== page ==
'Star Wars'-like Holograms Nearly a Reality
A refreshable, holographic image of an F-4 Phantom Jet;
CREDIT: gargaszphotos.com/University of Arizona. Movie caption: The 3D images of two University of Arizona researchers located in location A are sent via internet to another location B.
If you think FaceTime on the new iPhone is cool, you probably can't wait for the age of holo-chat. A new holographic technology being developed at the University of Arizona could eventually let us interact with lifelike images of friends living across the globe.
Arizona researchers have made their first demonstration of a holographic display that projects 3-D images from another location in near-real time. The images are static, but they are refreshed every two seconds, creating a strobe-like effect of movement.The researchers hope to improve the new technology over the next few years to bring higher resolution and faster image streaming.
“What we have come up with is a new technique to build three-dimensional telepresence, which means that we can take objects from one location and show them in another location in 3-D in near-real time,” said Nasser Peyghambarian, a professor of optical sciences who co-authored the report on the Arizona team's findings.
So far, the Arizona team has tested out a holographic display of about 10 by 10 inches, showing lifelike images of researchers in a separate lab.
The researchers built a similar system two years ago that could update images every four to five minutes.
Potential applications for this technology straight out of "Star Wars " include 3-D video conferencing, medical and military imaging, and updatable 3-D maps. The real goal, however, is to replace all 2-D screens used in everyday life with the system, said lead study author Pierre-Alexandre Blanche, an assistant research professor in optical sciences.
Holography records the light scattered from objects and uses it to reconstruct a picture of these objects. It is the most lifelike 3-D rendition of objects, because it uses the same technique as our eyes to visualize our surroundings.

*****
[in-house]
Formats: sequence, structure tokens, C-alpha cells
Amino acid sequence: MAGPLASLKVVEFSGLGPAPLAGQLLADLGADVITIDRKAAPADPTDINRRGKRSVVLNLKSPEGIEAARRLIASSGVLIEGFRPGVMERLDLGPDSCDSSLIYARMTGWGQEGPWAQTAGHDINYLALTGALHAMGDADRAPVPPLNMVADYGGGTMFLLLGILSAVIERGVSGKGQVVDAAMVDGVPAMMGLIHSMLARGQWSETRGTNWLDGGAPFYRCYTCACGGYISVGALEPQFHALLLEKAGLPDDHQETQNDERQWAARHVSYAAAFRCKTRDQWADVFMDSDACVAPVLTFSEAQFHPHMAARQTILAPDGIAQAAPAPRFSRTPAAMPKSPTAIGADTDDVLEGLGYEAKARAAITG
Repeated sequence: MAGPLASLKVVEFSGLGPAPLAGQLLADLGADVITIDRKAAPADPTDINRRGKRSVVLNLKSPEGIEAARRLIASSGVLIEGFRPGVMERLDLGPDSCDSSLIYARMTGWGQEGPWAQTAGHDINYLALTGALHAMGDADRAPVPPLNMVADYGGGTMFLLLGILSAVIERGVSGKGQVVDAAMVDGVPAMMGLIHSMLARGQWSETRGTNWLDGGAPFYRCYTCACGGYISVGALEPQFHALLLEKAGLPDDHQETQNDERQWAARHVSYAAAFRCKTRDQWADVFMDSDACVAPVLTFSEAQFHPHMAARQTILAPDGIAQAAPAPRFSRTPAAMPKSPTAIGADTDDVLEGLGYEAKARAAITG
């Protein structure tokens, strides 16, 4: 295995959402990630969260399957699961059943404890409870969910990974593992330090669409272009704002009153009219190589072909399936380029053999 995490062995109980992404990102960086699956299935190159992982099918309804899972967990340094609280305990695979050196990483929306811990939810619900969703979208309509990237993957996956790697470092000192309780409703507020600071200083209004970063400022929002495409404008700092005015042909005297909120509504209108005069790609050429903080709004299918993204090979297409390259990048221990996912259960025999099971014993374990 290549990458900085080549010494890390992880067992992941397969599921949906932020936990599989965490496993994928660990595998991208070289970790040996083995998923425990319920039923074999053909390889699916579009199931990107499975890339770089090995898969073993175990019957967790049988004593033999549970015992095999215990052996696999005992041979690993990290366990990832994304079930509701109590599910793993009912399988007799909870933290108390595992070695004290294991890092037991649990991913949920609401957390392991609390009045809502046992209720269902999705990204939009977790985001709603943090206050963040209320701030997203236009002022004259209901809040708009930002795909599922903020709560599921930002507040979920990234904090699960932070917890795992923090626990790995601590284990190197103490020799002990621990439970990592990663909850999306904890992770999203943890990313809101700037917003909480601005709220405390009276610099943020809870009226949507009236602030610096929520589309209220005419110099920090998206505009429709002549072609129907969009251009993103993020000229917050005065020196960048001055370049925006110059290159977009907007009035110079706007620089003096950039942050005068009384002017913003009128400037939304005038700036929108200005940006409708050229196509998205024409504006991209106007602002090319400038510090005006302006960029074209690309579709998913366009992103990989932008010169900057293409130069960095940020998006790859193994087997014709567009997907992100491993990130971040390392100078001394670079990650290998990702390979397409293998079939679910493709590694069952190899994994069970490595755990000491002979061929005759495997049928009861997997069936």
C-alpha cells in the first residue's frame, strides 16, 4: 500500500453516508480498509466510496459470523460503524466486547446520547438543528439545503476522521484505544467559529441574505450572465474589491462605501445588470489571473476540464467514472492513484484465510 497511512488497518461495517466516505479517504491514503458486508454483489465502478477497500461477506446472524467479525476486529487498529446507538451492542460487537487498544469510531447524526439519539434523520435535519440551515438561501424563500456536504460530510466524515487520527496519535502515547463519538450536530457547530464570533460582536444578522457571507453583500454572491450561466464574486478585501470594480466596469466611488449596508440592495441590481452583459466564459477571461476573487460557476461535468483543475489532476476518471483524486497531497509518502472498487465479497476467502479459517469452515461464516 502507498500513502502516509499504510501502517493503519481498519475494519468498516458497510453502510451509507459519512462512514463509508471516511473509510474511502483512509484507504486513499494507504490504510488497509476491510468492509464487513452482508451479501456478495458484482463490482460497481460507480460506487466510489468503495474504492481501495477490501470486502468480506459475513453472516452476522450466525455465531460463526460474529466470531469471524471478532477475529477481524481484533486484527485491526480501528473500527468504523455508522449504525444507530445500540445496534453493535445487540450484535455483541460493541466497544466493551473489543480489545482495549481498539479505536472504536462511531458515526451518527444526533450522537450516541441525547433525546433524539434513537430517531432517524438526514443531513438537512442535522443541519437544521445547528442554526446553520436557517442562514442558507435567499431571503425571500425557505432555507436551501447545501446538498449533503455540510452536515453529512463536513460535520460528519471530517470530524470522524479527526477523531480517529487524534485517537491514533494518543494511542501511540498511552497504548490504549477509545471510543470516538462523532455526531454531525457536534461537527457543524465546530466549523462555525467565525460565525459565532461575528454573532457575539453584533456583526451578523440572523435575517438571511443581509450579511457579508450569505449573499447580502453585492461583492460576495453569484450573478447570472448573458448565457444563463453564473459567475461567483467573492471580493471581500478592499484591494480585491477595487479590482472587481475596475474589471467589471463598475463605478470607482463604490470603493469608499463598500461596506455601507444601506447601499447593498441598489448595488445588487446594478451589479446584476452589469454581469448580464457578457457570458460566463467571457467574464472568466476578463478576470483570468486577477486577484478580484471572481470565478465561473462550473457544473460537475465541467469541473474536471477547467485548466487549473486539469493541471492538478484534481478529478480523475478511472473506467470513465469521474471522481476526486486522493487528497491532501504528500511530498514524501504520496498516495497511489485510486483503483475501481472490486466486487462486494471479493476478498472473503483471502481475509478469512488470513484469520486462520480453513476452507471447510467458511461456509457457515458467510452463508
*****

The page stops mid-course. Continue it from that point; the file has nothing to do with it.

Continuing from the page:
For now, though,the holograms are static, like those on driver's licenses that refract light to create a 3-D image. Also, the image colors are not true to life, but rather appear in varying tones of green or red.
At the heart of the technology is a new plastic material where the image gets displayed. This polymer can be refreshed very quickly, so the image is constantly updated.
“It is like having a frame instead of a TV in your living room,” Blanche told TechNewsDaily. “We are using a new type of polymer called photorefractive that can record, erase and be rewritten many times.”
To deliver images to the photorefractive polymer, 16 cameras take simultaneous pictures of a real scene every second. These images are combined into a package of data and sent via the Internet to the holographic system. Each package of data is encoded into special lasers, which pattern hogels (holographic pixels) onto the polymer, creating the 3-D image in the other location. These hogels are updated continuously.
The setup allows a person to view the hologram at 16 different angles, so as you shift to the left or the right or move your head up or down,the perspectives changes just as in real life.
The researchers are continuing their work on the technology, hoping to give it, among other things, life-size display capability.
“It won't come to our living room [by this] Christmas,” Blanche said.“But we can have systems ready for hospitals or command-and-control operation rooms in the near future — let's say a couple of years.”
The researchers detail their findings in the Nov. 4 issue of the journal Nature.